Been different by conscious choice has served me rather well. I've always been the shy introverted type, but I don't particularly struggle to make friends. My teachers used to call me 'different in a unique way' to my parents which is something my dad seemed to fear. Often led to him telling me constantly to 'follow the crowd' 'stick with everybody else and join in with what they do'. I've actually gone completely opposite to these nuggets of wisdom and embracing my individuality has helped me get where I am today, making my own choices and allowing my mistakes to propel me forward.
I'll likely never escape the constant criticism and hope its not something I never do to my own children (when that happens). I turned away from a lot of things I enjoyed due to been made to believe I wasn't good enough or growing tired of the criticism from my father, be it sports, academics or artistic pursuits. I've never asked him for advice which is a trait he shares but unlike him I know when to ask others for input where as he's unwilling to thumb through a cookbook to look up a quick idea on what he can use these ingredients for.
Bit of a ramble and I apologise but you get the idea. I think out of the many posts here i'm one of the furthest in distance from my father despite living under the same roof during summer vacation.
He'll frequently make comments to undermine me, snide remarks always hinting that I'm just not good enough in some way and it does grate on me a lot.
I've never understood why parents act that way towards their children. It's almost like they are competing with them.
Often led to him telling me constantly to 'follow the crowd' 'stick with everybody else and join in with what they do'.
Seems like he fears not fitting in himself.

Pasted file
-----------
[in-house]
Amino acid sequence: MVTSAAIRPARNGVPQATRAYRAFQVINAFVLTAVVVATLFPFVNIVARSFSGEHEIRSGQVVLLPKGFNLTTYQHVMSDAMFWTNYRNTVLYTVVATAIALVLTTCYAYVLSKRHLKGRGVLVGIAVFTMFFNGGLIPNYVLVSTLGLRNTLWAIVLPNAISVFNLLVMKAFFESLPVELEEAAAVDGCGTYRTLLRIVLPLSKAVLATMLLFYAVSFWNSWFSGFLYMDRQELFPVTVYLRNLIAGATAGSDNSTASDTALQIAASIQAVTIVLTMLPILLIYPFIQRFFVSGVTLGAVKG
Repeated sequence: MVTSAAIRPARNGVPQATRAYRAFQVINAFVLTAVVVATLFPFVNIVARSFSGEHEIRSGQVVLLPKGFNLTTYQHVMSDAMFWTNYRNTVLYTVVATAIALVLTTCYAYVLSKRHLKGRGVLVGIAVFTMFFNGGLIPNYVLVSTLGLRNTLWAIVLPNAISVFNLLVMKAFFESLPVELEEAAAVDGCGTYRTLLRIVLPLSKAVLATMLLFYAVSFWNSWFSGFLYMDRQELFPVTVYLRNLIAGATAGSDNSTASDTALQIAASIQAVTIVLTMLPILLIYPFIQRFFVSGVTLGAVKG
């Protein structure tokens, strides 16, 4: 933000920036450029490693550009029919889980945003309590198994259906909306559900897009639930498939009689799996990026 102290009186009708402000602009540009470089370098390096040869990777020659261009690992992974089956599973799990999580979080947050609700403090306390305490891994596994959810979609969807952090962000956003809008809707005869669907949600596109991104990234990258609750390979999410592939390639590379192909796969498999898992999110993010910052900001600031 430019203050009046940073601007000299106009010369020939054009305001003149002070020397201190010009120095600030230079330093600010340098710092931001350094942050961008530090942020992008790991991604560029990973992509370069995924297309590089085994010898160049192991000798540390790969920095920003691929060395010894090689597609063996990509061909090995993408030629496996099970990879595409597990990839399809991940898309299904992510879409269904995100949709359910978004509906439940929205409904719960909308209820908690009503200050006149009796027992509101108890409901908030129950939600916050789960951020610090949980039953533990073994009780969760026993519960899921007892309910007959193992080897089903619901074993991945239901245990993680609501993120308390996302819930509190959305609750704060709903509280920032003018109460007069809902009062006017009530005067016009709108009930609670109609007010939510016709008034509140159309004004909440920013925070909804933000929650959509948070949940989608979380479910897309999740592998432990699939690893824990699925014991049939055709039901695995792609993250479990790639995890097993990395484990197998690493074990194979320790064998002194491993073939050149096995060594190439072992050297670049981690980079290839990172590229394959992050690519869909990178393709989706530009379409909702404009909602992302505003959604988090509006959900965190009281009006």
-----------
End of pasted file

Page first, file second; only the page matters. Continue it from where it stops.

I think out of the many posts here i'm one of the furthest in distance from my father despite living under the same roof during summer vacation.
I'm pretty far from mine, myself.
As far as my personality goes, I am a lot like my father. My father and I though differ greatly on beliefs and values. My father is an in your face kind of Christian, while I am an athiest. I grew up a hardcore Christian as well, but when I was about 17 or 18, I started questioning the beliefs and values that I essentially inherited. This hasn't caused as much butting heads with my father as I expected, but I headed it off early and let him know that I had no interest in debating the subject with him. He once coerced me into attending one of his bible studies and I in turn ended up getting a bit belligerent and in their opinions, blasphemous. To my defense though, I gave him prior warning that that would be the outcome if I attended.
Regardless of our differences, I admire my father. He is hard working, a good husband, and a good father. He takes his values seriously and holds himself accountable. If I can one day be half the man my father is, then I will be happy.
I grew up a hardcore Christian
Somewhat similar for me, though not to the point of approaching fundamentalism.
He takes his values seriously and holds himself accountable.
More people need to hold themselves accountable, to be sure.
I very much look like my father, similar build and we have the same pattern of baldness.
I don't have much in common with his personality other than at times I can be a little quick tempered (not violent though, and neither was my old man).
We differ in views, my dad was something of a racist and shunned anything that didn't subscribe to his world view.
My son does indeed model himself on me, which I find strange to be honest as I didn't do that with my father. I really don't want him to be a carbon copy of me. I'm an atheist, but I want him to come to his own conclusions. I have a somewhat idiosyncratic dress style, and again I'd hope that my boy comes up with his own ideas about dress rather than simply copy me.
I've written about my dad several times here on AOM. He taught me that wisdom wasn't tied to education and that you should always try to keep your sense of humor. He taught me to work hard and do my best, even when I was doing things that I really didn't enjoy.
Dad was a little too friendly with John Barleycorn on some occasions but as I've grown older I've learned to be more caring and less judgemental of men who lived a very hard life and saw the concentration camp scene in Band of Brothers in real life.
Dad died back in 1994. I was honored to speak at his funeral and afterwards I remember one of my cousins telling me "I never heard anybody say anything bad about your father." That's not a bad legacy to leave.
I've had a Gumby figure sitting on my desk for about as long as I can remember. Gumby is a tribute to dad's memory and my philosophy of life - Be flexible and keep smiling.